Several years ago my teenaged son and I were lunching with the late Burton Weiss at a popular Berkeley bistro, Le Rendezvous. Burton was a tall, thin mordant guy, prone to squawking when he got worked up, really quite a brilliant bookseller (he would sometimes say things in passing that belonged in the Bartlett’s Book of Antiquarian Quotations, such as: “Reading is bad for books” and “Never judge a book by its contents”). Burton was lamenting growing old, and my son politely asked him when he was going to retire. Burton looked at my son like he was crazy. “Booksellers aren’t ALLOWED to RETIRE!” he shouted. “They just DIE!” Everyone in Le Rendezvous paused to look at the madman dining with us. But was he mad? When Greg Gibson reported on the death of Cheryl Needle and how she was selling material to him and his colleagues even as they paid their last respects to her, that struck many of us as the perfect way to go. 

So, when Ed Glaser announced he was going to retire from the book business and assume emeritus status in the ABAA, it caught many of us by surprise. Ed opened his first shop in 1964 and joined the ABAA in 1969. Since 1979 he has been in Northern California, first in Sausalito and then in Napa since 2001. He specialized in science and medicine (but one could also find good books in the humanities in his stock), was one of the founders of the Colorado Antiquarian Book Seminar which has taught thousands of people how to become successful in this profession, and was President of the ABAA from 1986-1988. How can a guy with all that book knowledge and acumen, still sound of mind and body, be ALLOWED to RETIRE?

An Emeritus Member of the ABAA must cease exhibiting at book fairs, refrain from offering material online, and must no longer regularly engage in selling books or buying them for resale. Glaser recounted what it was like to pack up his stock, which will be offered in early 2017 at an auction at PBA in San Francisco:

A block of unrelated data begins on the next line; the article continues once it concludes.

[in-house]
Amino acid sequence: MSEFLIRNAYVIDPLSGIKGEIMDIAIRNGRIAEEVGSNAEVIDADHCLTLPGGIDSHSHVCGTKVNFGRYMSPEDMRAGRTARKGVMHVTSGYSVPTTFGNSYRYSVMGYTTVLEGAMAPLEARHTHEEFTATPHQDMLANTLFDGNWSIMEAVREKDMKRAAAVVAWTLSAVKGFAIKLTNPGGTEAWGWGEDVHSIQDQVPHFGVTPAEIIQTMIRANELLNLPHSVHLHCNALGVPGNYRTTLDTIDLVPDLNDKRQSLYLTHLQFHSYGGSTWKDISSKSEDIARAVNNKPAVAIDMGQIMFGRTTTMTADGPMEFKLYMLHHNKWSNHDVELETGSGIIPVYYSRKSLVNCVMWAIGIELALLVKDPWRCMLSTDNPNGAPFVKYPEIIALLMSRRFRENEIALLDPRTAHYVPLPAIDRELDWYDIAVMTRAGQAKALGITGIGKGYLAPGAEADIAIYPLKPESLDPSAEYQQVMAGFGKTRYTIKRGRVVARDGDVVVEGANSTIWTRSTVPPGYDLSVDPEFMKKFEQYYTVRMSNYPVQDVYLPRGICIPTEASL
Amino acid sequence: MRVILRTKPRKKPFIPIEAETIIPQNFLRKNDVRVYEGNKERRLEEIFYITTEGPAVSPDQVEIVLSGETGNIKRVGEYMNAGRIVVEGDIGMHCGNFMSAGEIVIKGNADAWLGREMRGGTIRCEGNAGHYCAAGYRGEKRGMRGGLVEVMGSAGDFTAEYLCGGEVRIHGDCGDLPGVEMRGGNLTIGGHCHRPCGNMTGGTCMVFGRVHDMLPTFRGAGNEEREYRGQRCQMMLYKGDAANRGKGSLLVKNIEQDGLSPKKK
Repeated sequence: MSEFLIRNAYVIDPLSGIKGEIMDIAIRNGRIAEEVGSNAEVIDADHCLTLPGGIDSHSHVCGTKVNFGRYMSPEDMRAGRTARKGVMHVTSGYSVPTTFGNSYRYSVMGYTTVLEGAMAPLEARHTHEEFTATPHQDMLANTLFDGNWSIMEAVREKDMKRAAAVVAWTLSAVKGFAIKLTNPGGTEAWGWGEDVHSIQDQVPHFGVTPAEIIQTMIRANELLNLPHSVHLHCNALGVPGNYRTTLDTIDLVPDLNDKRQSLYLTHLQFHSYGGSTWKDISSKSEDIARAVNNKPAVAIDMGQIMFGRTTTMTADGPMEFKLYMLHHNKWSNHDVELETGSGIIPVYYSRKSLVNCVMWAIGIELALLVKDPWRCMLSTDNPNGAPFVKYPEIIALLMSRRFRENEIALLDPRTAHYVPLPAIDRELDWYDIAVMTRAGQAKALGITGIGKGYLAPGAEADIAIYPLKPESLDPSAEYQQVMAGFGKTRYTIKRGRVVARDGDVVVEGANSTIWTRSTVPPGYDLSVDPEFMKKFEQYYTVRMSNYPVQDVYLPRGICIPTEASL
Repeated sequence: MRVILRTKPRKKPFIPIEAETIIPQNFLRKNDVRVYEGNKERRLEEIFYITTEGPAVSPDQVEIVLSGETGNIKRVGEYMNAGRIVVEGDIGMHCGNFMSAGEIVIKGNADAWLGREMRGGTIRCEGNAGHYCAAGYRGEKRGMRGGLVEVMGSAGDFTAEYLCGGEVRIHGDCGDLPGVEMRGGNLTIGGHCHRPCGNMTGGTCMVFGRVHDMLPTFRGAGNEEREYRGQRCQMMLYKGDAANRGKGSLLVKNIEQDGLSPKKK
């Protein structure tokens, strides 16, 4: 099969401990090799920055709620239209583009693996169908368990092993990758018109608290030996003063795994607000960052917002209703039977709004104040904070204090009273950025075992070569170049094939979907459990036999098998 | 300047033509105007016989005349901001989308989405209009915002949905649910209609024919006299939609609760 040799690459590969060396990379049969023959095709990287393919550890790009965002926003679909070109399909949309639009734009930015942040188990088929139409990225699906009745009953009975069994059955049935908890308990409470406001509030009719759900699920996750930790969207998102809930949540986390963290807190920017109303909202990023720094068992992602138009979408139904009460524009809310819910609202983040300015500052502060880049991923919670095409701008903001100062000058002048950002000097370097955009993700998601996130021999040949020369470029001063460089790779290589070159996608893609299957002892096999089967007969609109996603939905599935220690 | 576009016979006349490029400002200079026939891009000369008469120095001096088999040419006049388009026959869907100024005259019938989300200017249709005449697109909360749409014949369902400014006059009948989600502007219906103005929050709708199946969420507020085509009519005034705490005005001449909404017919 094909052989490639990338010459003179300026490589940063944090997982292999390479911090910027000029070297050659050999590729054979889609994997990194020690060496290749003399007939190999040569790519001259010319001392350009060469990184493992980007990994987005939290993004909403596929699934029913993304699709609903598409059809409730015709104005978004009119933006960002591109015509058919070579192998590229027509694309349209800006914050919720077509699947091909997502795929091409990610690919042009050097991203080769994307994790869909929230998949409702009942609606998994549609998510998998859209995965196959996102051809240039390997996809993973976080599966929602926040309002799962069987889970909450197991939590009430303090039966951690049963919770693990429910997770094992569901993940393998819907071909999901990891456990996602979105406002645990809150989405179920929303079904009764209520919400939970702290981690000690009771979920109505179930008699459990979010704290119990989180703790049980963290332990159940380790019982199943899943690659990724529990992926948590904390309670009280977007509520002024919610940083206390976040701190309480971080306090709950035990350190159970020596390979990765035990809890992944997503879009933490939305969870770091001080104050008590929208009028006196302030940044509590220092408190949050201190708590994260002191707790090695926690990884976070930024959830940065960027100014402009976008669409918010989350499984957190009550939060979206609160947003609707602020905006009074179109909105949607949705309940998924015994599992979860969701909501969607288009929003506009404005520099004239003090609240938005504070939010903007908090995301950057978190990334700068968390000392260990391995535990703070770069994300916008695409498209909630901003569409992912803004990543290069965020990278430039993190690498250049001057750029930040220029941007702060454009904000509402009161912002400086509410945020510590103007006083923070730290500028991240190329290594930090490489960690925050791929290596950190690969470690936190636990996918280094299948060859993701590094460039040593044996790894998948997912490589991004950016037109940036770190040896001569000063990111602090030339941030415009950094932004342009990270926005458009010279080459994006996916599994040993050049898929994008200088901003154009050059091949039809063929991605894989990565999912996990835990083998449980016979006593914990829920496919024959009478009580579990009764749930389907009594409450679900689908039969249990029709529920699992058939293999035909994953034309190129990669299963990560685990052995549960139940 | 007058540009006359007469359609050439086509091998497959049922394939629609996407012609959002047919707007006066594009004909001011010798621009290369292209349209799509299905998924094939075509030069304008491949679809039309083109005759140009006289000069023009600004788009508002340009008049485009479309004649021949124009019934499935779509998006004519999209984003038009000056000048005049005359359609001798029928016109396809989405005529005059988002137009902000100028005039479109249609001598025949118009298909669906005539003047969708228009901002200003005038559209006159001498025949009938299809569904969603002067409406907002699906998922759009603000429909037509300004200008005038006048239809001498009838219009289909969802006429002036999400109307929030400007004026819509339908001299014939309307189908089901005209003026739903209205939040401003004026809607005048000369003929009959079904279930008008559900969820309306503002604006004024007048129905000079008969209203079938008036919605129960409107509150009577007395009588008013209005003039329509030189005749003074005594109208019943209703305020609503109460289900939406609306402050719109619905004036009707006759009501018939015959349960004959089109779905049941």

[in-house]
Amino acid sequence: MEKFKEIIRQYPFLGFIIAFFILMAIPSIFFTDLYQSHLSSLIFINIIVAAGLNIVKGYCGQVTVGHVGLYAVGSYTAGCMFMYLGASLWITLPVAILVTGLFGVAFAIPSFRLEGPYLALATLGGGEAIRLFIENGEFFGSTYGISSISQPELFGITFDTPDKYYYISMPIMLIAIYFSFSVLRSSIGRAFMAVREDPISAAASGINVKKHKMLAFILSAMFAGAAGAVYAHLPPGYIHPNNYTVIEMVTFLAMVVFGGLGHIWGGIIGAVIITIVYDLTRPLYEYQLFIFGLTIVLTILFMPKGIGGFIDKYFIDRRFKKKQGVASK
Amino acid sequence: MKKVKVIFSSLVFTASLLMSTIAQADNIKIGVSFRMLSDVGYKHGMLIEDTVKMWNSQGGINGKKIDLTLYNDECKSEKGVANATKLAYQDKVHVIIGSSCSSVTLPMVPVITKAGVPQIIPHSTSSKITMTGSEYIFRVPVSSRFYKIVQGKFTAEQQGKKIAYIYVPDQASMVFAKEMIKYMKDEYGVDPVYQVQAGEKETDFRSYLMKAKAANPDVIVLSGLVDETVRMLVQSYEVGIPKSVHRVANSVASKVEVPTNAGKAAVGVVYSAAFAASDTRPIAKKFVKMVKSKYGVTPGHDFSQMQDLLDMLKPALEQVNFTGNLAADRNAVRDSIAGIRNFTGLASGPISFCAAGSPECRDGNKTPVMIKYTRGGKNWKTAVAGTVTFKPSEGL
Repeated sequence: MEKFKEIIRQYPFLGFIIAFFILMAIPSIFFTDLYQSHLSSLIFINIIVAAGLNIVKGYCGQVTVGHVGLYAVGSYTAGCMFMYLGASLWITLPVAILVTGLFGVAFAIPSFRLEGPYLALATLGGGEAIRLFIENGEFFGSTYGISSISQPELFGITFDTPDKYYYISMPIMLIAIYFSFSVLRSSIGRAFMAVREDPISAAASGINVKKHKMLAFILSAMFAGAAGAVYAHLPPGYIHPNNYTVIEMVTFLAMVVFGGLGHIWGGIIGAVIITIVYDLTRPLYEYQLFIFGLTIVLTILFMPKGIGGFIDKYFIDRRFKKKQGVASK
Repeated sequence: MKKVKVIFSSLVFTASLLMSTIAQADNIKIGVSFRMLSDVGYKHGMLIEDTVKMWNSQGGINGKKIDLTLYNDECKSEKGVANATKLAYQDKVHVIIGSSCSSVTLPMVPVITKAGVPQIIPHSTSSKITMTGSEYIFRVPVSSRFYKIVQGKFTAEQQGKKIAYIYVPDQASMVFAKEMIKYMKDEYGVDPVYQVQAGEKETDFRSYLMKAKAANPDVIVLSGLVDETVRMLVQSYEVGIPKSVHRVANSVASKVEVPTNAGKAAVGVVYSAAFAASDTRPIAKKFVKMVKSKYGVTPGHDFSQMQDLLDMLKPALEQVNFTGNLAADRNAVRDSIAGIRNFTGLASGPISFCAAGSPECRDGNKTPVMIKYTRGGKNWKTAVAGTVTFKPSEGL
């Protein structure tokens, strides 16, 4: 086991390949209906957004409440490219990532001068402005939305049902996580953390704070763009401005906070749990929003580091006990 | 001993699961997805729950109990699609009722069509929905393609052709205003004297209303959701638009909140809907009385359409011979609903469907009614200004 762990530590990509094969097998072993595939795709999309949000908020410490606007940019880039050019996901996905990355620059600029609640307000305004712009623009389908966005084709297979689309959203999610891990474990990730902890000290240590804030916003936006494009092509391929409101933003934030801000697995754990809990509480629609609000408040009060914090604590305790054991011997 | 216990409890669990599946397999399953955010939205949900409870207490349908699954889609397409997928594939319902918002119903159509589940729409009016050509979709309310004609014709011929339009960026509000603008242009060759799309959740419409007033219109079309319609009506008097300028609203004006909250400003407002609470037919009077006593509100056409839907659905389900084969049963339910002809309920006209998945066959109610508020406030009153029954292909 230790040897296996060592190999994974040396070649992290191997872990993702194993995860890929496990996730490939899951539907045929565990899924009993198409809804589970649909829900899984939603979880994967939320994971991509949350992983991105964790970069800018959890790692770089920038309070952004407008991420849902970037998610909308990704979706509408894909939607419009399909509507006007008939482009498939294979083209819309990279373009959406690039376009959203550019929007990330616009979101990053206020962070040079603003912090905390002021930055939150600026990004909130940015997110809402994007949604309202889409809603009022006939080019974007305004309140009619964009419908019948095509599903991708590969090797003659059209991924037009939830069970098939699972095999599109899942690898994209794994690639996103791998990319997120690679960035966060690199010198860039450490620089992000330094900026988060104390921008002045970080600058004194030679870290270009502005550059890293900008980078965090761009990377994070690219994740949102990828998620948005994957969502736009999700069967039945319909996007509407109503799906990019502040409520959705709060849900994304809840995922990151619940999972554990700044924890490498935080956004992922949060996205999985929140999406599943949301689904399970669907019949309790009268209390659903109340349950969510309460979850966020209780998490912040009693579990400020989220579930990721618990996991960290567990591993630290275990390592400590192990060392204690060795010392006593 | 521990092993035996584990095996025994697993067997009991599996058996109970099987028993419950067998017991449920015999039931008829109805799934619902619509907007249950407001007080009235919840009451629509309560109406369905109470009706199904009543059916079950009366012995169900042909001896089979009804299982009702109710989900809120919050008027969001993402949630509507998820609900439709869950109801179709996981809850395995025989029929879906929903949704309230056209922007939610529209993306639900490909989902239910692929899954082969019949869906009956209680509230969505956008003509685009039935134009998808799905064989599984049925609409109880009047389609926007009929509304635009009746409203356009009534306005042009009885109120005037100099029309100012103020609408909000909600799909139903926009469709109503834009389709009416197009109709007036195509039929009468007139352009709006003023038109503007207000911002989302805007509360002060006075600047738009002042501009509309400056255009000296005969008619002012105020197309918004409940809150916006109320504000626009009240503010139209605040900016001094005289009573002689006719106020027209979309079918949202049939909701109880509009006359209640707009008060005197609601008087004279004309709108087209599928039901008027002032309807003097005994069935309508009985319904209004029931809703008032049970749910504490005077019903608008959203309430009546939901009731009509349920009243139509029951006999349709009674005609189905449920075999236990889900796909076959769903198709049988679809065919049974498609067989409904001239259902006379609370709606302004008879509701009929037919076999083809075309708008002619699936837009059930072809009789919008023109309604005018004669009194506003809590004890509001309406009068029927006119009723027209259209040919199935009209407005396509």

My inventory is packed into 110 large cartons and is awaiting pickup by the truckers for transport to Pacific Book Auction Galleries in San Francisco for a sale scheduled for Thursday, January 12, 2017.

As my identity on many levels is wrapped up in my books and my business, friends have asked how I feel about being stripped of my inventory. As I look out at my now empty and forlorn looking bookcases, this was the progression of my thoughts. At first I viewed the process rather matter-of-factly and objectively, without any significant emotional coloring. Then, came brief moments of panic. Am I doing the right thing? Am I acting prematurely? Can I realistically expect to be able to operate effectively into my 90s? The answers were yes, no, and no. A peace descended on me as I realized I was actually putting these items up for adoption in the hopes that a good proportion of them would find loving and respectful homes. My early-printed books from the 16th and 17th centuries, after all, have had many homes prior to mine. And they have come through changes of continent, climate, care and usage, mostly unscathed and sometimes bearing the clues as to their previous ownerships. They have survived wars, upheavals, and unexpected political changes. We are the keepers of the written records of history and it is our responsibility to do what we can to ensure their continued survival. I now look forward to their finding their proper new homes.

 

In Ed’s video interview for the ABAA (which can be found here – please forgive the volume problems for the first minute or so), he describes how his fellow booksellers welcomed him into the trade in the early 1960s and willingly provided advice and mentoring, which surprised Ed, considering he was competition. Likewise, Ed has made similar efforts with young booksellers and was a great model for many of us. Taylor Bowie wrote to Ed the following: 

 

"It was more than 35 years ago when I attended my first ABAA chapter meeting...in  Berkeley, at Narsi's Restaurant (we didn't have a Pacific Northwest chapter then).

I will never forget how you and the others made me feel so welcome, and how you went out of your way to do so, introducing yourself and then introducing me to others...and then, to top it off,  giving me a ride all the way back to San Francisco to my hotel.  

What a great conversation we had on the way, about the trade, the city,  etc.  As the saying goes, I might not remember exactly what you said to me, but I do remember how you made me feel and I remain grateful for that. 

I knew that night that you were one of the good guys in the trade, and someone whom I would want to emulate as I moved ahead. 

I'm not sure now good a job I've done with the emulation, but since then you have continued to be an inspiration and a kind friend...and retirement or not, that will not change."

 

The video of Ed’s interview is also worth watching for his reflections on the history of the ABAA and its continuing vitality and importance for the future of the antiquarian book trade. He also has wise and prescient thoughts on the effect of the internet, both positive and negative, on the book world. Even though Ed may no longer be actively selling books, you can be assured that all of us at the ABAA will not ALLOW Ed to fully RETIRE and that he will be a guide and inspiration to us for years to come. Thanks for everything, Ed.

 

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